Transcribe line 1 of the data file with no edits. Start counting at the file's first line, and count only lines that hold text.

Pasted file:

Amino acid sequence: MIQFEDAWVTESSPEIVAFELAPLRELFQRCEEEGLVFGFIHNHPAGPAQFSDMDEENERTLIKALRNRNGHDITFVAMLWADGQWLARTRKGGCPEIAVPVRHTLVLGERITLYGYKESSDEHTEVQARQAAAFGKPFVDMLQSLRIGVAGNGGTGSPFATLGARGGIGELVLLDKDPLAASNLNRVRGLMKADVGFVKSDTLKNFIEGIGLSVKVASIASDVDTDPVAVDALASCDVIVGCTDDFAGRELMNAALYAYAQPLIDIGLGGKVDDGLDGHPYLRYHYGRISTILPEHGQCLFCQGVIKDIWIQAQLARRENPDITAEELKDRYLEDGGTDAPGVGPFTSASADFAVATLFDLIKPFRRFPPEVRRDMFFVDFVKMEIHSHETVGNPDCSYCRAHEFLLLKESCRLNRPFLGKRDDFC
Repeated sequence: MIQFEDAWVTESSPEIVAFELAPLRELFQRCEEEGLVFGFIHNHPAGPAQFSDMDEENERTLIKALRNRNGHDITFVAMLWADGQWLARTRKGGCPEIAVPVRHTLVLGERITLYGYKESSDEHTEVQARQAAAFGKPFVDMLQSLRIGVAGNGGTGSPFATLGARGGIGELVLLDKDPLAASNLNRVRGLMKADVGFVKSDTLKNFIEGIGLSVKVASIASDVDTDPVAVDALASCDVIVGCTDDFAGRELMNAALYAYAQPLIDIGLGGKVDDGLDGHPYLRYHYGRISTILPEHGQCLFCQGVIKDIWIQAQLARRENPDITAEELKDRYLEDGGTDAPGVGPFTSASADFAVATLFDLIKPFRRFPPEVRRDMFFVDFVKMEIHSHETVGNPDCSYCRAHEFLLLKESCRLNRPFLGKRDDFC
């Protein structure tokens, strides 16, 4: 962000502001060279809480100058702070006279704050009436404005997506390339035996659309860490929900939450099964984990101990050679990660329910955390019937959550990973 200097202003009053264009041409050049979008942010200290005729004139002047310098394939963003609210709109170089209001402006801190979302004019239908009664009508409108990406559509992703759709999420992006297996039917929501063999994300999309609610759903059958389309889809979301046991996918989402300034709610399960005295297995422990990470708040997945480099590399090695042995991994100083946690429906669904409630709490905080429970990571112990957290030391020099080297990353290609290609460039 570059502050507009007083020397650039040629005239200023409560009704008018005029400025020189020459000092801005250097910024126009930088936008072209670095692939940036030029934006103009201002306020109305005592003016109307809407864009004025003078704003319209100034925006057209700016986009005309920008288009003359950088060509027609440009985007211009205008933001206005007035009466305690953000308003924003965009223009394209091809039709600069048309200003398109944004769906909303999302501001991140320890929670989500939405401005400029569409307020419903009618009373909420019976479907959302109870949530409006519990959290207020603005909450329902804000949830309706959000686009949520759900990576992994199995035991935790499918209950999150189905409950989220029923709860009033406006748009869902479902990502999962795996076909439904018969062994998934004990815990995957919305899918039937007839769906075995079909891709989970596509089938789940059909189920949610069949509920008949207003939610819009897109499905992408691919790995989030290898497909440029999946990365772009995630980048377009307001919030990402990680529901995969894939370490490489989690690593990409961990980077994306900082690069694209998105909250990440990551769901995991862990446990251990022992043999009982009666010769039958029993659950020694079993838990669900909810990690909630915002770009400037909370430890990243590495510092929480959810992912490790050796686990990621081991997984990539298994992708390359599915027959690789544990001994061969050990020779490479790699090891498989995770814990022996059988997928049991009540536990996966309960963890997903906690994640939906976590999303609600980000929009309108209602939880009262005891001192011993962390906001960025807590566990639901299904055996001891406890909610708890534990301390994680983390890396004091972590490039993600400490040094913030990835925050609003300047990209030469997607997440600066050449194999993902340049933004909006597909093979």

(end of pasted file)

Amino acid sequence: MIQFEDAWVTESSPEIVAFELAPLRELFQRCEEEGLVFGFIHNHPAGPAQFSDMDEENERTLIKALRNRNGHDITFVAMLWADGQWLARTRKGGCPEIAVPVRHTLVLGERITLYGYKESSDEHTEVQARQAAAFGKPFVDMLQSLRIGVAGNGGTGSPFATLGARGGIGELVLLDKDPLAASNLNRVRGLMKADVGFVKSDTLKNFIEGIGLSVKVASIASDVDTDPVAVDALASCDVIVGCTDDFAGRELMNAALYAYAQPLIDIGLGGKVDDGLDGHPYLRYHYGRISTILPEHGQCLFCQGVIKDIWIQAQLARRENPDITAEELKDRYLEDGGTDAPGVGPFTSASADFAVATLFDLIKPFRRFPPEVRRDMFFVDFVKMEIHSHETVGNPDCSYCRAHEFLLLKESCRLNRPFLGKRDDFC